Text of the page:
What Obama's Executive Action on Immigration Means for Farmworkers
From every hyphenated American's surname mangled on Ellis Island to every family cleaved by the Mexican-American border, immigration policy is a political issue composed of countless deeply personal stories. Those stories have been at the forefront of the debate ahead of President Barack Obama's executive action, which is expected to expand deportation relief to 5 million undocumented immigrants.
Details were revealed to the public in a White House press release leaked on Thursday by the National Immigrant Youth Alliance—it issued this non-apology for putting it out before the president's speech: “Ideally we would have respected an embargo, but after 2 million deportations the President has lost a tad bit of respect from our organization. We don't care to play on their terms....”
As expected, the executive action will expand deportation relief to parents of U.S. citizens or “lawful permanent residents” and undocumented immigrants who came to the U.S. before turning 16 or prior to 2010 regardless of age.
Of the 11 million undocumented immigrants in the United States, 8.4 million are employed, according to the Pew Research Hispanic Trends Project.
The president has couched immigration reform as a family issue. But it’s not only undocumented Americans and immigration lawyers who are trying to figure out what the presidential action will mean for their lives—in aggregate, all of those intimate family stories altered by the reform will likely have the biggest economic impact on the American agriculture sector.
When the USDA studied federal labor numbers in 2012, it found that over the previous 15 years about half of the people who tend to America's crops were undocumented immigrants, "with the overwhelming majority of these workers coming from Mexico.”
While Silicon Valley has made a case that immigration law has made it difficult to recruit top talent from other countries, low-wage ag jobs are where the sheer numbers lie. According to the United Farm Workers, Obama’s announcement will make a significant difference for the huge number of undocumented farmworkers.
“We were pleased to learn from the President today that at least 250,000 farm workers (and at least 125,000 California farm workers) will be eligible for deportation relief under his executive action,” Arturo Rodriguez, president of the UFW, said in a statement yesterday. While Rodriguez says that the numbers came from Obama, they have not been reported elsewhere or confirmed by the White House.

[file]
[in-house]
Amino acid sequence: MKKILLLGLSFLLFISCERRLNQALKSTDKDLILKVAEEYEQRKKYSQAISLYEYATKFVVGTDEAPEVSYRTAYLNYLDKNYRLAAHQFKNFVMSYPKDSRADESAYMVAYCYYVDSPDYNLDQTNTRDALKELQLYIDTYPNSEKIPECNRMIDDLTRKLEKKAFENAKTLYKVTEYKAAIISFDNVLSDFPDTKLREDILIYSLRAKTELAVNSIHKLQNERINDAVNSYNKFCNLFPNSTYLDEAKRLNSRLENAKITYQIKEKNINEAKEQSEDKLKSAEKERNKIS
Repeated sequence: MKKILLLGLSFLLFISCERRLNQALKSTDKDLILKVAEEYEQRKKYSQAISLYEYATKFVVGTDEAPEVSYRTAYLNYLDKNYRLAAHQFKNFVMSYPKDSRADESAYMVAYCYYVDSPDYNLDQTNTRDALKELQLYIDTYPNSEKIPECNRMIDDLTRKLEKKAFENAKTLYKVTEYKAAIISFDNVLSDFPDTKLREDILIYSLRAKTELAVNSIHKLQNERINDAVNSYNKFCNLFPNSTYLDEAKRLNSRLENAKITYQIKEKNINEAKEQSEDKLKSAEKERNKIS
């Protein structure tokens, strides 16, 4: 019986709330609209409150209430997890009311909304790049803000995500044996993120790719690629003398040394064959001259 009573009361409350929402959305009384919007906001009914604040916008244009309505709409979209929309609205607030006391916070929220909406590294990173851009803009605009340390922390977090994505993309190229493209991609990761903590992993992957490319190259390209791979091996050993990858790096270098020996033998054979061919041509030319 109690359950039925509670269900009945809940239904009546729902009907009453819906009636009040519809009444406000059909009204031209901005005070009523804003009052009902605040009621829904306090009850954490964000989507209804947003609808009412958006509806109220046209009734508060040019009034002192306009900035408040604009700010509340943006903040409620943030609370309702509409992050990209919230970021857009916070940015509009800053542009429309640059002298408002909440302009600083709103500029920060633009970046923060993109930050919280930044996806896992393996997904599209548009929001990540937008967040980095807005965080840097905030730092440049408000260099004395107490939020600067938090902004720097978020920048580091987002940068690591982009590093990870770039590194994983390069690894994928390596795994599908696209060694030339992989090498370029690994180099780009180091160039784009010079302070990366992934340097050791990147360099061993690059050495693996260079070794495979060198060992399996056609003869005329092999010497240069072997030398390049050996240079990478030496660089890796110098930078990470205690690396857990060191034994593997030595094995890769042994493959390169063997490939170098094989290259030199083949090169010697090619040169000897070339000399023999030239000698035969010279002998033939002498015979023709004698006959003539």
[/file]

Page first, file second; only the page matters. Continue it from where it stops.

In its coverage of the announcement, The New York Times made it clear that the executive action would not be able to protect a specific labor group from deportation. “Farm workers, for example, will not be singled out for protections,” Michael Shear and Robert Pear wrote today, “because of concerns that it was difficult to justify legally treating them differently from undocumented workers in other jobs, like hotel clerks, day laborers and construction workers.”
Republican lawmakers, as they have made abundantly clear, believe that any unilateral action from the president on immigration is illegal.
Thanks to a historic anomaly of American labor law, farmworkers are not entitled to earn the minimum wage, and the low pay and harsh conditions have made fieldwork unattractive to many Americans. But after decades of inaction on immigration issues, even those most opposed to undocumented people living and working in the United States depend on those field hands to put food on their plates.
Lacking legal status makes what is already a thankless, underpaid job even more troubling for immigrants. Ag laborers are regularly subjected to wage theft, chemical exposure, unsafe working conditions, sexual harassment, and other horrendous workplace conditions. But when management can threaten an employee with deportation, any complaints are easily tamped down.
So not only will the president’s executive action help to change some of those family narratives; it could make the working lives of those 250,000-some farmworkers just that much more tolerable.